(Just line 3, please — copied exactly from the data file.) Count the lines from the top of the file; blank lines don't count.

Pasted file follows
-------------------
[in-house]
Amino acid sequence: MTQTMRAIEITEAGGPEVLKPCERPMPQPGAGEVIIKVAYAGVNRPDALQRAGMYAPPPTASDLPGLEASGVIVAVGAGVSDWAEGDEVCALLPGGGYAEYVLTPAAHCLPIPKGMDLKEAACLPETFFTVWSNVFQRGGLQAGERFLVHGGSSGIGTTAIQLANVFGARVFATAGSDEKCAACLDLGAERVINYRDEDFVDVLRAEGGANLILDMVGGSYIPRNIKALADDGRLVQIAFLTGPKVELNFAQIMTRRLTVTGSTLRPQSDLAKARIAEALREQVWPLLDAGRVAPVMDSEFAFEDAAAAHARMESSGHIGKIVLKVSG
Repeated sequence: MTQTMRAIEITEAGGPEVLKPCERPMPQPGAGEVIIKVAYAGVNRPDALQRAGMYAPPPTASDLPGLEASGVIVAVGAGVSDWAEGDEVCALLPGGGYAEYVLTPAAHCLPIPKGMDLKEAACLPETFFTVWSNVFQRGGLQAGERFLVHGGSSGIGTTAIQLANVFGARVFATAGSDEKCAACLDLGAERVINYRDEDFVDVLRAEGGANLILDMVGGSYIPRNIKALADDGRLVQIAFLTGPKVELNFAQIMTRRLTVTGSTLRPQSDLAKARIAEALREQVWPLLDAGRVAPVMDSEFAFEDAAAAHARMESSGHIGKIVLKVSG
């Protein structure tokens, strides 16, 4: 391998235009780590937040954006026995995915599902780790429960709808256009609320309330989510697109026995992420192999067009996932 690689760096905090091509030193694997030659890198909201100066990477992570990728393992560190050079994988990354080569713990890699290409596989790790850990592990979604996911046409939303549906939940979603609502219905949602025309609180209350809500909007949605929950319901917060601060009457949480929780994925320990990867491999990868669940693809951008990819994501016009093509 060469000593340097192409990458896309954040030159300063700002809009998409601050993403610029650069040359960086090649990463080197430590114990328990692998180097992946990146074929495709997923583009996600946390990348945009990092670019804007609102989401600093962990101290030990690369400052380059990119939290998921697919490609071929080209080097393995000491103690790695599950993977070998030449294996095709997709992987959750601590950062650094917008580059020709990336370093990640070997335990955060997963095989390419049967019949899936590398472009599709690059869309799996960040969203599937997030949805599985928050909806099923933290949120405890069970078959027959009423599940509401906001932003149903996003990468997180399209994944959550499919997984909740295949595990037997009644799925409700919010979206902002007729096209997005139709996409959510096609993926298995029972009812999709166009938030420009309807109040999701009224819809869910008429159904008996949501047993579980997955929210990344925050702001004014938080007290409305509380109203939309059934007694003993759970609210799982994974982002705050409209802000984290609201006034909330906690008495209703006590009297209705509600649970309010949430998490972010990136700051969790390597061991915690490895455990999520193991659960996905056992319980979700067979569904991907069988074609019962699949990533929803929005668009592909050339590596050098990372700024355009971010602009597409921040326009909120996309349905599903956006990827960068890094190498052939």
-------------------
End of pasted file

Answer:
Repeated sequence: MTQTMRAIEITEAGGPEVLKPCERPMPQPGAGEVIIKVAYAGVNRPDALQRAGMYAPPPTASDLPGLEASGVIVAVGAGVSDWAEGDEVCALLPGGGYAEYVLTPAAHCLPIPKGMDLKEAACLPETFFTVWSNVFQRGGLQAGERFLVHGGSSGIGTTAIQLANVFGARVFATAGSDEKCAACLDLGAERVINYRDEDFVDVLRAEGGANLILDMVGGSYIPRNIKALADDGRLVQIAFLTGPKVELNFAQIMTRRLTVTGSTLRPQSDLAKARIAEALREQVWPLLDAGRVAPVMDSEFAFEDAAAAHARMESSGHIGKIVLKVSG